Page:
Spain and her cantaora
It’s been 70 years since the premiere of "España y su cantaora" (“Spain and her cantaora”) the last tour and swan song of Niña de los Peines, which costed her and Pepe Pinto about two hundred thousand pesetas. It was a complete failure and sank Pastora as an artist
Considering how flamenco aficionados are such big fans of significant dates in the history of this art, it’s odd that no one seems to have noticed that it’s been 70 years since the premiere of España y su cantaora (“Spain and her cantaora”) the last tour and swan song of Niña de los Peines, which costed her and Pepe Pinto, her husband and great cantaor from Seville, about two hundred thousand pesetas, which was a veritable fortune at the time. That was the cost of that momentous tour with which Pepe wanted to signal Pastora Pavón’s retirement with the highest honors, as artists often did at the time, with a final tour all around Spain. This cantaora from Seville had already retired in 1941, at the end of her contract with Concha Piquer and her re-enactment of Las calles de Cádiz. Yet, both Pastora and Pepe agreed to make a comeback in style and got into a big mess with the production of España y su cantaora, by the author Molina Molés, with music by Maestro Naranjo and Arturo Pavón, nephew of Pastora.
The cast of the company was impressive. On the guitars, Melchor de Marchena and Pepe Gutiérrez. As dancers, María del Carmen del Castillo, Carmen Visuerte, Rosa España, Emilia Castillo, Juanita Acevedo, Teresa Heredia, José Amaya, Paco Caro, Juan Montoya — father of Lole Montoya– and Pepe Lara. As classical dancer, Esperanza Acosta. As bailaora, Maleni Loreto. As singers, Carmen Florido and Pepita Flores. As the first comedy act, Toni Gamar. As first actress, Teresa Mesa. As generic actor, Antonio Torres. As director, Jaime García. As choreographer, Eloísa Albéniz, mother of the pianist Arturo Pavón. And as scenic director, Manuel Calleja. It’s no wonder that it had a budget of 200,000 pesetas. Further expenses were the luxurious costumes by fashion designer Rosa Aceituno and the lavish scenery set by Liñán. On top of that, of course, there were the publicity and payroll expenditures.
«It wasn’t Pepe Pinto who forced her to retire from the stages, but the public, at a time when she was still at the peak of her skills and art. From then on, she only performed in parties or in tributes for other artists, until in 1966 her old-age dementia accelerated the process»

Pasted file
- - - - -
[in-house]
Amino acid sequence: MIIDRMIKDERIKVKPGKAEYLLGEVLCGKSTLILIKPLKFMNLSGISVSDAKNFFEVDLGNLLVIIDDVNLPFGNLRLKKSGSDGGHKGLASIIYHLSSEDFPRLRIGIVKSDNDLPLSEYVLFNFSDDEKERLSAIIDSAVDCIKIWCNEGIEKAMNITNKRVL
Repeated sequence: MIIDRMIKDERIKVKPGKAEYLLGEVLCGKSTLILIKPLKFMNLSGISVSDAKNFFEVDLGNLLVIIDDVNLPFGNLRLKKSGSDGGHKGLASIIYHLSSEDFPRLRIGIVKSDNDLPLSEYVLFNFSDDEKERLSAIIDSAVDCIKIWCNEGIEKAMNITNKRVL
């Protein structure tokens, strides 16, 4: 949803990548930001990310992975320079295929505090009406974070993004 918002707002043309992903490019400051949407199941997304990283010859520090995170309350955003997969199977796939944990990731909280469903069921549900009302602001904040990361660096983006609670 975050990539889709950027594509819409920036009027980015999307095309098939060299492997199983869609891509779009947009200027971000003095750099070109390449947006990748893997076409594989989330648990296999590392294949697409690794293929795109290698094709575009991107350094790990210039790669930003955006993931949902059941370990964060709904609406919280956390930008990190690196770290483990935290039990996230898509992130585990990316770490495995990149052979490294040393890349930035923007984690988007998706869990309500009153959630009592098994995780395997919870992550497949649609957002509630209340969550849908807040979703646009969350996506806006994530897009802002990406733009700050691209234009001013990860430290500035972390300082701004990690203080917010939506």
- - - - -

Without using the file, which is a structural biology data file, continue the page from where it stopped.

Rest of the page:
The premiere took place at the San Fernando Theater in Seville on January 19th, 1949, sponsored by the Press Association, and it was an emphatic success among the public and the critics. A show of such magnitude had never before been attempted, and it promised great financial rewards. Yet, it was a complete failure and sank Pastora as an artist, who witnessed how much the Spanish public had changed and how her cante no longer had the same appeal as in the old days. In April of that year, after performing in just a few cities, they decided to end the tour at the Crisfel Theater in Alcázar de San Juan, Ciudad Real. «I cried that night», said the artist many years later. «I was so mad that the public hadn’t understood my cante…».
She blamed the intellectuals for the failure of her tour. «The intellectuals have been very cruel with flamenco», she stated in an interview for Pueblo en 1961. So, España y su cantaora, perhaps the best show of her life, meant a definitive retirement from the stages and focusing on her home life, something she had been wishing since 1934, when she said she was tired of performing and was looking forward to take care of her daughter Tolita and her husband, the great Pepe Pinto.
So it wasn’t Pepe Pinto who forced her to retire from the stages, like some flamenco feminists argue, it was the public, at a time when she was still at the peak of her skills and art. From then on, she only performed in parties or in tributes for other artists, until in 1966 her old-age dementia accelerated the process and she was no longer a shadow of her former self, that strong-willed Gypsy woman from San Román, but rather, as she herself put it, just a little piece of furniture leaning against the wall.
Translated by P. Young